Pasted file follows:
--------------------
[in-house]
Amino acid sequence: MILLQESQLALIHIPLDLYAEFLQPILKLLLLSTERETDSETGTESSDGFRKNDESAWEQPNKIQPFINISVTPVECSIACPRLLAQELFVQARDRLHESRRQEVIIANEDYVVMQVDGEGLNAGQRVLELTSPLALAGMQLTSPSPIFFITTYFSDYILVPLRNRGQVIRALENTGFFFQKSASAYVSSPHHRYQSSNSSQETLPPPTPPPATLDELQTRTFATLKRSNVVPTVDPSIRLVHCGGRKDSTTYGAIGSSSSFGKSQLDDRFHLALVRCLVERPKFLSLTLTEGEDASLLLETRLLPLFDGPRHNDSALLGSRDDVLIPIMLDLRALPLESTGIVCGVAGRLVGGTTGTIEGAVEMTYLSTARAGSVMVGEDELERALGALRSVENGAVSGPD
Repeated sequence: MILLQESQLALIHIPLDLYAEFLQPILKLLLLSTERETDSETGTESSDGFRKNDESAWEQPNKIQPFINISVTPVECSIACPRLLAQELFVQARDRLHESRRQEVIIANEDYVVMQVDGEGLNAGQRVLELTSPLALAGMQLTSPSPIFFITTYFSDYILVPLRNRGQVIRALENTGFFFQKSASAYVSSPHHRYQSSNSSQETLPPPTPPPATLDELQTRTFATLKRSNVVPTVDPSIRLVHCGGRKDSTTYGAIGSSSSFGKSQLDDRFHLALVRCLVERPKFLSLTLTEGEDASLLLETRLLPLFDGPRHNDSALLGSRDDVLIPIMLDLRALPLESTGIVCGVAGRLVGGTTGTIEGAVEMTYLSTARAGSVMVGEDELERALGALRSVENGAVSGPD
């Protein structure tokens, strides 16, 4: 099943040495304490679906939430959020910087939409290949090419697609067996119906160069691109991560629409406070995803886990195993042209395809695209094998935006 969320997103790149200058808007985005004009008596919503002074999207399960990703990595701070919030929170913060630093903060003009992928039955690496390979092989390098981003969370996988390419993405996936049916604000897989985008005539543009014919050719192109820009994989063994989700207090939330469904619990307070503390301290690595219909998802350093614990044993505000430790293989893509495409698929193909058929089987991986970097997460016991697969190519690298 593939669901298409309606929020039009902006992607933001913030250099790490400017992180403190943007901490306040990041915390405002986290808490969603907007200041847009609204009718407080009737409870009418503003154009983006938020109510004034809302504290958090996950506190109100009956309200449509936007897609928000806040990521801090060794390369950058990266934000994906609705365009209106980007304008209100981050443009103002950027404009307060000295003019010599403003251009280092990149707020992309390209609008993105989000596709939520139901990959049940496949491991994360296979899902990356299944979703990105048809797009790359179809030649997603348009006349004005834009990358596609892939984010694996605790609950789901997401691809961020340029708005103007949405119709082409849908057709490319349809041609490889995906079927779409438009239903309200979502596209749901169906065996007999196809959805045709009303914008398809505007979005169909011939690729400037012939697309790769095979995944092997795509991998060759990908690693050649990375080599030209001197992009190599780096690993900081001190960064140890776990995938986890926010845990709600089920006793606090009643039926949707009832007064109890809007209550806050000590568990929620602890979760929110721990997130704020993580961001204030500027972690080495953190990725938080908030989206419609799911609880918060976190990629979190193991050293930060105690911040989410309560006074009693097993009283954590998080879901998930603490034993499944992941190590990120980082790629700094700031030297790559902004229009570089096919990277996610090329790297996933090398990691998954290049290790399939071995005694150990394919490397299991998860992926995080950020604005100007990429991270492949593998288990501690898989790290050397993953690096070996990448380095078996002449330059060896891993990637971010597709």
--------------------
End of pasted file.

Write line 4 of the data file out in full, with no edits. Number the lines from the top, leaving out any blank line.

């Protein structure tokens, strides 16, 4: 099943040495304490679906939430959020910087939409290949090419697609067996119906160069691109991560629409406070995803886990195993042209395809695209094998935006 969320997103790149200058808007985005004009008596919503002074999207399960990703990595701070919030929170913060630093903060003009992928039955690496390979092989390098981003969370996988390419993405996936049916604000897989985008005539543009014919050719192109820009994989063994989700207090939330469904619990307070503390301290690595219909998802350093614990044993505000430790293989893509495409698929193909058929089987991986970097997460016991697969190519690298 593939669901298409309606929020039009902006992607933001913030250099790490400017992180403190943007901490306040990041915390405002986290808490969603907007200041847009609204009718407080009737409870009418503003154009983006938020109510004034809302504290958090996950506190109100009956309200449509936007897609928000806040990521801090060794390369950058990266934000994906609705365009209106980007304008209100981050443009103002950027404009307060000295003019010599403003251009280092990149707020992309390209609008993105989000596709939520139901990959049940496949491991994360296979899902990356299944979703990105048809797009790359179809030649997603348009006349004005834009990358596609892939984010694996605790609950789901997401691809961020340029708005103007949405119709082409849908057709490319349809041609490889995906079927779409438009239903309200979502596209749901169906065996007999196809959805045709009303914008398809505007979005169909011939690729400037012939697309790769095979995944092997795509991998060759990908690693050649990375080599030209001197992009190599780096690993900081001190960064140890776990995938986890926010845990709600089920006793606090009643039926949707009832007064109890809007209550806050000590568990929620602890979760929110721990997130704020993580961001204030500027972690080495953190990725938080908030989206419609799911609880918060976190990629979190193991050293930060105690911040989410309560006074009693097993009283954590998080879901998930603490034993499944992941190590990120980082790629700094700031030297790559902004229009570089096919990277996610090329790297996933090398990691998954290049290790399939071995005694150990394919490397299991998860992926995080950020604005100007990429991270492949593998288990501690898989790290050397993953690096070996990448380095078996002449330059060896891993990637971010597709």